Insulating a hot water cylinder

Many people think that an uninsulated cylinder is providing a useful source of heat in an airingcupboard, but in fact it squanders a surprising amount of energy. Even a lagged cylinder should provide ample background heat in an enclosed cupboard but if not, an uninsulated pipe will.
Proprietary cylinder jackets are made from segments of 80 to 100mm (3 to 4in) thick mineral-fibre insulation material wrapped in plastic. Measure the approximate height and circumference of the cylinder to choose the right size. If necessary buy a larger jacket rather than one that is too small.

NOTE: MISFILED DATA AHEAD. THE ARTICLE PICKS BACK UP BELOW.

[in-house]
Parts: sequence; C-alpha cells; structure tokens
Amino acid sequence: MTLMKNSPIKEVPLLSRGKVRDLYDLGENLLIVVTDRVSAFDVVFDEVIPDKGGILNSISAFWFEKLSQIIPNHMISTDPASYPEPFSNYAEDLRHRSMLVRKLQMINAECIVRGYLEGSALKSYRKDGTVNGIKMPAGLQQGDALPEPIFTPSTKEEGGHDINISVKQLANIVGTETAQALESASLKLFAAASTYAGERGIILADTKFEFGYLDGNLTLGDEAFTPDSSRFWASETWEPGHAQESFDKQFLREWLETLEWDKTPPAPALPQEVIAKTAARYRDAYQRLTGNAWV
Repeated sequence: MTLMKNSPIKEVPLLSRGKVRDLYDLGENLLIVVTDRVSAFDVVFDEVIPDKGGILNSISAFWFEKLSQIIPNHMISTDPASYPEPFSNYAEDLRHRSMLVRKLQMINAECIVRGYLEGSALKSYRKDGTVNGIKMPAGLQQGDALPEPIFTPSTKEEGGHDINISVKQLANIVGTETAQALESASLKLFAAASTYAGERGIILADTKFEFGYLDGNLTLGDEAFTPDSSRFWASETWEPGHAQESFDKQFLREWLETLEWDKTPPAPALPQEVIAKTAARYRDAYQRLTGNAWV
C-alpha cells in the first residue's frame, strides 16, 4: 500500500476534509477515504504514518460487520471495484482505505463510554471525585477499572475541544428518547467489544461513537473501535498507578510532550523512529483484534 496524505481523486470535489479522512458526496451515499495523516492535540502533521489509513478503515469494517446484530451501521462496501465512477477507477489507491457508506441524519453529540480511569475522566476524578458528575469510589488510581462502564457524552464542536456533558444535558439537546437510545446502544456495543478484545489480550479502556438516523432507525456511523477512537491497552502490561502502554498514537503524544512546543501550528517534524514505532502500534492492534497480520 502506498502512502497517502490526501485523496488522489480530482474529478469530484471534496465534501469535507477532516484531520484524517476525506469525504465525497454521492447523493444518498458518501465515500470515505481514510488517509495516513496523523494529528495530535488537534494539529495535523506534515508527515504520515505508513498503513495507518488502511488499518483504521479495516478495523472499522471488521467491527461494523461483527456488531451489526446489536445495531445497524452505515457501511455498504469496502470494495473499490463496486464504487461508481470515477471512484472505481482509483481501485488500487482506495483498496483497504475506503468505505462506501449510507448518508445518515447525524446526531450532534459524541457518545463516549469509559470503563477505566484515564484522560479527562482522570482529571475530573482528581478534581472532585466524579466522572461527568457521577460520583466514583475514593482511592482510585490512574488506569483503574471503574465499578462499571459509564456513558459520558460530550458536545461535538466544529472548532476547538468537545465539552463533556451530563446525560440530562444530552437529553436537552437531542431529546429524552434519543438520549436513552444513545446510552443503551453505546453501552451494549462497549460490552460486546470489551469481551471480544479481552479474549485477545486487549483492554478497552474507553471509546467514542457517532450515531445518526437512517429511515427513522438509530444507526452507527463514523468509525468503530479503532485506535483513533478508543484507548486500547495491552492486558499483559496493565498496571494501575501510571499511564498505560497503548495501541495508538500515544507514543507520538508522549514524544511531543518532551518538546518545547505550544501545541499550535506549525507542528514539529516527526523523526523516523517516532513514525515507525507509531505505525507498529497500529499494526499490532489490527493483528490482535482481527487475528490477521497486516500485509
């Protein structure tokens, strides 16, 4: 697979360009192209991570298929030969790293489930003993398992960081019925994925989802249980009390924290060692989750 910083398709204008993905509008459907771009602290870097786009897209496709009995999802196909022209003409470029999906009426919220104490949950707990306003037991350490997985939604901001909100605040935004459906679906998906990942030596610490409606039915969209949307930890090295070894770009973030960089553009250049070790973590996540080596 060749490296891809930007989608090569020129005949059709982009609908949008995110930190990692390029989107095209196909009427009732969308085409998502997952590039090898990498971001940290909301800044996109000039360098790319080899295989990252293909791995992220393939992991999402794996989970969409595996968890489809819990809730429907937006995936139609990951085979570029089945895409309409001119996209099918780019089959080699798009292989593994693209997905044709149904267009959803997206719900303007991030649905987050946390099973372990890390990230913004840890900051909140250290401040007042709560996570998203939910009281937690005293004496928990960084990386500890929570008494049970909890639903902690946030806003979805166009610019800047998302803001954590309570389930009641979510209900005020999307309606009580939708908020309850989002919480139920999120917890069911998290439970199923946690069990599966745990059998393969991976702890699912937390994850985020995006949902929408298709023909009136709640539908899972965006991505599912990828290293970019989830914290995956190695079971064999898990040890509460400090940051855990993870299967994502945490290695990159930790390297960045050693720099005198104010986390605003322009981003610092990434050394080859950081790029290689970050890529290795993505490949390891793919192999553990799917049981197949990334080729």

If you should ever have to replace the cylinder, consider buying a pre-insulated version, of which there are various types on the market.
Thread the tapered ends of the jacket segments onto a length of string and tie it round the pipe at the top of the cylinder. Distribute the segments evenly around the cylinder and wrap the straps or string provided around it to hold the insulation in place.
Spread out the segments to make sure the edges are butted together and tuck the insulation around the pipes and the cylinder thermostat.